south african business link to experts

Advancements & Achievements« Back to Advancements & Achievements Listings

South Africans Lead Commemorative 9/11 Play | SABLE Accelerator Network

South Africans Lead Commemorative 9/11 Play

By Rowan Philp

In a rare honor for foreign stars, the Broadway show 110 Stories—which has featured Samuel L. Jackson and Susan Sarandon—will be produced, directed, narrated and co-performed by South African expatriates when it opens in Los Angeles at the Nate Holden Performing Arts Center on September 11, 2013.

In 110 Stories, a firefighter leads a journey through the events of September 11, 2001, along with the reflections of ordinary unsung heroes of the tragedy, including an iron worker, a homeless couple, a photojournalist, a nurse and a chaplain.

All net proceeds from the performance will be donated to benefit Operation Gratitude, a nonprofit organization that sends care packages to the military and is supported by First Lady Obama and several Hollywood celebrities, including Gary Sinise and Ben Affleck.

Sal Masekela—son of Hugh Masekela and Miriam Makeba—will narrate the play while Rudolf Buitendach—a fast-emerging film talent from Johannesburg—has been chosen to direct. 

Cape Town’s Stelio Savante, who starred in the Ugly Betty TV series and the movie Million Colors, will produce the show and play a leading role alongside Steven Bauer from Traffic and Sydney Tamiia Pointier, daughter of Sidney Pointier.

Masekela—known to US audiences as an ESPN sports presenter—told the SABLE Accelerator that it was very special that South Africans are playing such a meaningful role in the play, which recently won BroadwayGlobal’s “Top Pick of the Year” status.

Noting that he was “grabbing biltong at European Sausage Kitchen on the way to rehearsal,” Savante told the SABLE Accelerator that other South Africans in California had already stepped forward to support both the show and the charity.

“My friends Christel Smith, Lesley Ann Brandt and Tammy Anne Fortuin will be there, and we have another week to go, so there will be more,” he says. “And I have the support of the SA consulates of both New York and LA. South Africa's biggest wine exporter, Cape Classics, actually sponsored my 110 Stories reception at The Geffen.”

Savante said he had been motivated to use the play as a showcase for South African talent, and all three stars said they had personal connections to the tragedy of the attacks on New York. 

“The play is my first theatrical production but close to my heart as I had lunch in the WTC four days before the event and, in fact, left Manhattan on September 10,” Buitendach says. “I was one of the lucky ones. I still remember sharing a joke with the lift operator on the way down; his face flashed before me in the days following the tragedy. What inspires me most about the play, though, is that it is non-political and shows the human spirit as a shining beacon in times of adversity and highlights how good can triumph over evil.

“It’s a great honor to be working with the likes of Sal Masekela and Stelio Savante. Hugh and Miriam's music were inspirational in a country where change had to come from the heart and within. Likewise, I recently had the pleasure of working with Stelio on a feature film, “Where The Road Runs Out,” that was partially shot in SA, a homecoming of sorts for us both.”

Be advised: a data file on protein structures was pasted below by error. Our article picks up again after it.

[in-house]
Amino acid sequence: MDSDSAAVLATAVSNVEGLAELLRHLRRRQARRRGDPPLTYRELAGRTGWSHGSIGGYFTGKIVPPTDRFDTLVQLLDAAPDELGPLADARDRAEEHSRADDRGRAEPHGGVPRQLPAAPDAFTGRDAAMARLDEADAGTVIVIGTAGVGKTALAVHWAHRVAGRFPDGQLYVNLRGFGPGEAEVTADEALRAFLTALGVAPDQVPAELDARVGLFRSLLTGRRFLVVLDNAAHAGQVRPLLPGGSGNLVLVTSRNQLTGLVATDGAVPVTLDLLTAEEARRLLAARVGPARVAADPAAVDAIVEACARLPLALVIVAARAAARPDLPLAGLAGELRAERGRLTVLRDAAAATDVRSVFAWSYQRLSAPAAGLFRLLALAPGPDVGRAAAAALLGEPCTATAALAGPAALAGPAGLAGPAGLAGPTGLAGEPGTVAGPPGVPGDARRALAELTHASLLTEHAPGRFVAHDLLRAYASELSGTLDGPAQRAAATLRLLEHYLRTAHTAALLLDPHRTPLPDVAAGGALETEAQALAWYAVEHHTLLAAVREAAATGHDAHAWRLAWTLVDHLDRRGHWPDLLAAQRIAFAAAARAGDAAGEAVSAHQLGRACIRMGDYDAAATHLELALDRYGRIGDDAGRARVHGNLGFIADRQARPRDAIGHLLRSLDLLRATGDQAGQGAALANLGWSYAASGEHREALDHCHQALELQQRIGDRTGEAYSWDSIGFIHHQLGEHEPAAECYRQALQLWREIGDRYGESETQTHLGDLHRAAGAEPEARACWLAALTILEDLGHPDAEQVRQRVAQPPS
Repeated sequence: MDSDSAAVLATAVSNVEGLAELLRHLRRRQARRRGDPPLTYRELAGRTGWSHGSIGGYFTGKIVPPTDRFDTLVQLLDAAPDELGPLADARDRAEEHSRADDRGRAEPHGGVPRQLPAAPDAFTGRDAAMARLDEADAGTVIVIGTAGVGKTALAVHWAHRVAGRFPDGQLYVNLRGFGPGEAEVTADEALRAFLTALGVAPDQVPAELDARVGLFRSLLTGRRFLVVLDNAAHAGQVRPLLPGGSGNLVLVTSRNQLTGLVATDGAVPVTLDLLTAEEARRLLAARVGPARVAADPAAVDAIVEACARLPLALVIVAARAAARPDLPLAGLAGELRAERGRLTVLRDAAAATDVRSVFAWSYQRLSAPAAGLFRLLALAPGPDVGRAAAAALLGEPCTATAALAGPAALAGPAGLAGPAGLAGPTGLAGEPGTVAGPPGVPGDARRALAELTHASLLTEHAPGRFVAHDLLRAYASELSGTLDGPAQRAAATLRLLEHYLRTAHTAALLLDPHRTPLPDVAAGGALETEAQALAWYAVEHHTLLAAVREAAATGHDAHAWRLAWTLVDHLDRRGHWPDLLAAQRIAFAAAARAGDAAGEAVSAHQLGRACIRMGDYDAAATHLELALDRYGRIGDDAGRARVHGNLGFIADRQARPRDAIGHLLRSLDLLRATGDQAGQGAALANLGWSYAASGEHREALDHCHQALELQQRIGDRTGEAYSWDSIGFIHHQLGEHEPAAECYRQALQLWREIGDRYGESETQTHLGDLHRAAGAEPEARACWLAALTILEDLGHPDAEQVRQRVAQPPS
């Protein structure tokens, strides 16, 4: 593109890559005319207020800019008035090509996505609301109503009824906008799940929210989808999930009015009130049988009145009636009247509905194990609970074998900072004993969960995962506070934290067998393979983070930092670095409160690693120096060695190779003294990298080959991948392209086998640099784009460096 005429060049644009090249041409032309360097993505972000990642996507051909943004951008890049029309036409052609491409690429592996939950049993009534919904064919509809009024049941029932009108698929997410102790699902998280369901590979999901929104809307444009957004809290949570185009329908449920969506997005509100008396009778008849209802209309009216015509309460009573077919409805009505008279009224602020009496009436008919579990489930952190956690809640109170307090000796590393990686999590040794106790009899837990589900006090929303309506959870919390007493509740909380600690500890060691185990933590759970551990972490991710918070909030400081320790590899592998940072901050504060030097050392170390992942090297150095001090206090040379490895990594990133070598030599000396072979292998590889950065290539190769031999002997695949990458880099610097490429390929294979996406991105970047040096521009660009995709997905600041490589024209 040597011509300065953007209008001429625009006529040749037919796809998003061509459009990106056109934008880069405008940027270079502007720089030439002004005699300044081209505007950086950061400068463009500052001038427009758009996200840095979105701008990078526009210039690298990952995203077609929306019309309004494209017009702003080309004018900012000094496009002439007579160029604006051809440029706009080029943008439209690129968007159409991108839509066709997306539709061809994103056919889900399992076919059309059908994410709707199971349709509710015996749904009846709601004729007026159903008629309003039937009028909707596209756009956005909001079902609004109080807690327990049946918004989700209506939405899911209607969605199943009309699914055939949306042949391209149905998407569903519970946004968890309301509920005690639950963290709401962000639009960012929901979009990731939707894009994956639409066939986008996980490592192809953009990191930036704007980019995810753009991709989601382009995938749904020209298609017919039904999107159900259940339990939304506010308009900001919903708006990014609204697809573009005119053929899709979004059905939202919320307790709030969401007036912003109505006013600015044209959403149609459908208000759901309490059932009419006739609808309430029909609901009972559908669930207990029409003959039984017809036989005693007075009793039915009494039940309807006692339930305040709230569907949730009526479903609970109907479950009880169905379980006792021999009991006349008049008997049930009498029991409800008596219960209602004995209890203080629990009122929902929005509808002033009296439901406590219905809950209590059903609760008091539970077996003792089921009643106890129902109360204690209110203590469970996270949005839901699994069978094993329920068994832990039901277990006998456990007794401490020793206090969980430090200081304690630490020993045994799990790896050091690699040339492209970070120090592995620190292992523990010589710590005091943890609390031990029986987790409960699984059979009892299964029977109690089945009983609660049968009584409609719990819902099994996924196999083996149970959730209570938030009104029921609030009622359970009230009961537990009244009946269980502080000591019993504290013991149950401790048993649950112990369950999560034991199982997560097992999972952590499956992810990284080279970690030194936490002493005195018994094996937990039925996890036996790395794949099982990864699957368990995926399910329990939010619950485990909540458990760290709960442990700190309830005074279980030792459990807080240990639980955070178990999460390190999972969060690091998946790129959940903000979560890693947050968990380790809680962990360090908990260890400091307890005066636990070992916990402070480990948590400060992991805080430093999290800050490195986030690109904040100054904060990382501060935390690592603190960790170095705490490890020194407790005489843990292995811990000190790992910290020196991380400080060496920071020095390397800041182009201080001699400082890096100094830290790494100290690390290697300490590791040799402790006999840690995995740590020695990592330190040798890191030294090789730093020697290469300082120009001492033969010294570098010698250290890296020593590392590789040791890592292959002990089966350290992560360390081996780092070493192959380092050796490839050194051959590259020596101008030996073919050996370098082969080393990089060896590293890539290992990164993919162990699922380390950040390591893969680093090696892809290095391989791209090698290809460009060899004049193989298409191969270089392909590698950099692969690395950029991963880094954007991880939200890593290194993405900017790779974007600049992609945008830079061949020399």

Masekela told SABLE, “Stelio literally took a 'new fashioned' approach to reaching out to me for this project. He hit me up on Twitter. When I saw it in my timeline and read the names of who was involved, I hit him right back and said I was in. I grew up in New York City as a kid into my teen years, and September 11 was an especially crippling morning for me. I had friends that were in the buildings and the surrounding area—some who didn't make it out alive. It's a day that I'll never forget.”

In addition to the foreign flavor, Savante said he had also opted to highlight African-American heroes of the tragedy. 

“I wanted to provide it with a very strong African-American flavor and culture because I was sick of seeing black actors only portray homeless people; why not have them portray police officers; the white collar roles; ordinary unsung heroes?” he said. “Plus, the charity is supported by First Lady Michelle Obama. And I said to Rudolf, ‘Why don’t we make this one more interesting and have as many foreign actors as possible—specifically South Africans—so we can get you guys a little more known?”

Savante said support for both the show and the charity from South African expatriates would be especially welcome. Learn more at


Rowan Philp served as Chief Reporter and Foreign Correspondent for the Sunday Times in South Africa for most of the past decade—a period broken by stints at the Washington Post as Deputy News Editor; a Harvard/MIT fellowship; and two years as London Bureau Chief. Previously, he was based in Boston and served as the North American correspondent for the Sunday Times and Mail & Guardian, reporting on South African expatriates and diplomats, as well science and innovation. He isa currently chief reporter in South Africa for The Witness daily newspaper of KwaZulu-Natal and Media24.